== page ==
The second game I will mention is #Cloudspire from Chip Theory Games. Now I have a disclaimer for this game as well. I bought the premium health chips for this game. These are a real upgrade to the base health chips and, in a first world setting, I would say that they are pretty close to essential.
This is a massive game in a massive box. It is, pretty easily, the biggest box I own, and, unlike #The Lord of the Rings: Journeys in Middle-earth, if fills its box up. When Cloudspire was announced, Chip Theory Games announced that they would be selling it for the same price as there smash hit #Too Many Bones, but that it was, by far, their most expensive game to produce to that point. And, it is easy to see where the money went. It sports modular neoprene tiles, as far as I know it is the only game in boardgame land that has modular neoprene. It has 100’s of beautiful custom chips. There are lovely plastic holders. The rulebooks are gorgeous and well laid out. It is obvious that the art is worth a fair amount of money. There are a number of nice custom dice. The game comes with quite a few nice, heavy, plastic organizers for the dice and upgrade chips that are helpful, both in the box and during gameplay. It has, for each player, a lovely plastic market stand for their faction chips. And, I want to make it very very clear. I believe that the gameplay in this box backs up the component quality. The gameplay seems very good. I am not going to say that it is a bad game, but I will complain just a little bit about the component quality.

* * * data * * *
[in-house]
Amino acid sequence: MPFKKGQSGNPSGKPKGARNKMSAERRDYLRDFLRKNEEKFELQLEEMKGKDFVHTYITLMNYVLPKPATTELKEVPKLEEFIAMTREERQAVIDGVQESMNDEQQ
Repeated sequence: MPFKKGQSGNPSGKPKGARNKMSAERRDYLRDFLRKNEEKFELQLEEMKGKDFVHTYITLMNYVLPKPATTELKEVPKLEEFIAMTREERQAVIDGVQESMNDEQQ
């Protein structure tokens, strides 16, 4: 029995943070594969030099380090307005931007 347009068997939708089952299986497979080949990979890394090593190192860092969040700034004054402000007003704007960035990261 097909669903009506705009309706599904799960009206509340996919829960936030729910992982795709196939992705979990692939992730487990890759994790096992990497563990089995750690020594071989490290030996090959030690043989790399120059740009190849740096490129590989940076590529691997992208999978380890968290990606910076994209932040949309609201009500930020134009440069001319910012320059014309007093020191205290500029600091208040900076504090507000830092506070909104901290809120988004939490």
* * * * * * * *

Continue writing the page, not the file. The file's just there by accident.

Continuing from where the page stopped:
This, to me, feels like a very good game that has had exceptional components pushed onto it without consideration whether or not they fit. I will give you several examples:
These complaints might seem a little trifling, and maybe they are. I do truly love this game even with the perceived shortcomings I have mentioned. But, Cloudspire does seem to have needed to sacrifice some desirable aspects to the preconceived necessity of a certain type of components. Too be clear, this is forcing of components on games is not the sole purview of CTG. I have also suspected it with some euro games where they have all these cubes of this color…. And so they have to use them in their next euro whether or not it really fits or not.
These are some of my vapid vaporings about component quality, and a little tiny bit about art.
So, tell me, what do want in components? Are you a person that finds the component quality of huge importance? Or, are you one that don’t think that the quality is all that important? Have you played games with great components that the components distracted from the gameplay in one way or another? Or have you played a good game where the components were so awful that you didn’t like the game?